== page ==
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February 27, 2004

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Publication Date: Friday, February 27, 2004

CTV hires Bruce Goddard as new director CTV hires Bruce Goddard as new director (February 27, 2004)

Station plans new facilities, programs

by Jeb Bing

Bruce Goddard, for 12 years the Public Affairs Director of the Alameda County Waste Management Authority, has been hired as the new executive director of Tri-Valley Community Television, starting March 1.

He succeeds Darla Stevens, who retired in November as executive director of CTV Community Television, which she established, after 27 years at the helm. CTV, which is funded by the cities of Pleasanton, Livermore, Dublin and San Ramon through a 50-cent assessment on cable subscriber bills, produces and airs government and public service programs on channels 28, 29 and 30. These include Tuesday night meetings of the Pleasanton City Council on Channel 29 and the Pleasanton school board on Channel 28.
Goddard, who lives in the Piedmont section of Oakland, has produced television programs for CTV and other public broadcasting stations on waste recycling and other environmental issues. He also has contributed to the nightly CTV 580-680 news program, and has produced his own broadcast videos for stations such as KQED public broadcasting in San Francisco.

From 1978 to 1987, he served as chief assistant to California Assemblyman Tom Bates.

Goddard, 56, retired in December from the Waste Management Authority, a public agency that is charged with oversight of recycling and waste prevention programs in the county. A graduate of UC Berkeley, he received a master's degree in Public Administration from Cal State Hayward. His daughter Caroline attends Piedmont High School.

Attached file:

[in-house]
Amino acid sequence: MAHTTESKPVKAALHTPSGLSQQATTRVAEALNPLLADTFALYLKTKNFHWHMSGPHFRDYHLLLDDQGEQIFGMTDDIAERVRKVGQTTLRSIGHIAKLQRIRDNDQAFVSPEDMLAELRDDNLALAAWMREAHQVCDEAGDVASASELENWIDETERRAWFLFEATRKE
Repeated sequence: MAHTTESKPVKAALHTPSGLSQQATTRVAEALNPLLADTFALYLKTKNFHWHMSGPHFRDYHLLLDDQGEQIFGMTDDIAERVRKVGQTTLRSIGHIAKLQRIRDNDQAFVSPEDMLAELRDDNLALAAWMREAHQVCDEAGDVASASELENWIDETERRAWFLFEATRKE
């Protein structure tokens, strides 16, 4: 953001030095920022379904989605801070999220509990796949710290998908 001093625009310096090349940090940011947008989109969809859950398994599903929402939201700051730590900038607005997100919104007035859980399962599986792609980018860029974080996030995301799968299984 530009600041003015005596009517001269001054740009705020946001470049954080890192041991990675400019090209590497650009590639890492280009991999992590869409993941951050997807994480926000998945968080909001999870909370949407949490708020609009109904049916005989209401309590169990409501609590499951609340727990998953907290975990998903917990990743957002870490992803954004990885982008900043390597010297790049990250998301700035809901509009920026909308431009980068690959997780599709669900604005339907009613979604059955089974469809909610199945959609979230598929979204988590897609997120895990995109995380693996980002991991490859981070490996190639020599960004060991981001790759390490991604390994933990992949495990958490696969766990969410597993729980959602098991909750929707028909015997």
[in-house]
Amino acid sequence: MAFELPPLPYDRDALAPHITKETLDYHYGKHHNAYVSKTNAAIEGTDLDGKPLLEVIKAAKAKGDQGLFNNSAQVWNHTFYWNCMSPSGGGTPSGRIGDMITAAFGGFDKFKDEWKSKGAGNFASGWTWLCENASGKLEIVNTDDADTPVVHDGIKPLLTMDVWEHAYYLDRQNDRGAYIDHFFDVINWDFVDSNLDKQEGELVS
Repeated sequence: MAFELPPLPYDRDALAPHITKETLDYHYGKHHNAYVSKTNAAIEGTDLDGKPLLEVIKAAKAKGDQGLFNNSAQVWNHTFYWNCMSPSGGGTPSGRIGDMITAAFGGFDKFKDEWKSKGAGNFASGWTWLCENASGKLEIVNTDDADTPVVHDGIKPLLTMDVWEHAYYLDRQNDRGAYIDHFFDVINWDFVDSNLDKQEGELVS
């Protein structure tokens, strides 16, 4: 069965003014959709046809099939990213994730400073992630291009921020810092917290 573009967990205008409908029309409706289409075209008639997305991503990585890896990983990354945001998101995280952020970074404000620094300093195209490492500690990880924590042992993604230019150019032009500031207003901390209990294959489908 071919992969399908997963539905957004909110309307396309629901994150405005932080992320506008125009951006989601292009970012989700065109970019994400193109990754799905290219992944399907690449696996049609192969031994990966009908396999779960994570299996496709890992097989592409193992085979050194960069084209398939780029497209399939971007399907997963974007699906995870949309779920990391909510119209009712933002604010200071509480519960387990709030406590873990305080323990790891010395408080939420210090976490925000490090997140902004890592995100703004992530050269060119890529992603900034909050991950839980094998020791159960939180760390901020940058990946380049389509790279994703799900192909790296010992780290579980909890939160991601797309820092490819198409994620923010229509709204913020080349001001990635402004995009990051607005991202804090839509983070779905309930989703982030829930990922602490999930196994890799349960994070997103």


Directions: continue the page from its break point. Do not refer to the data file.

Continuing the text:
He takes over the station just as major capital improvements are being planned, including a new state-of-the-art production facility and studios adjacent to Village High School at Bernal Avenue and First Street in Pleasanton. Goddard said the new facilities will enable CTV to offer more production and programming services to the four cities it serves, as well as to generate additional revenue by producing shows for local organizations.

"I'm hoping to make our services available to school districts and others at affordable rates so that they can have first-rate, quality productions on community television," Goddard said.

One of his first priorities will be to develop a recognizable brand name for the stations. He said the Canadian Television network uses a similar acronym and has complained about American public television outlets that use "CTV."

"We are fortunate to attract a seasoned professional with the breadth of experience that Bruce Goddard brings," said Joan Zehnder, chairwoman of the CTV board of directors. "Bruce is the right person at the right time to build on the foundation that has been established at CTV, and to lead the expansion of the station in the years to come."

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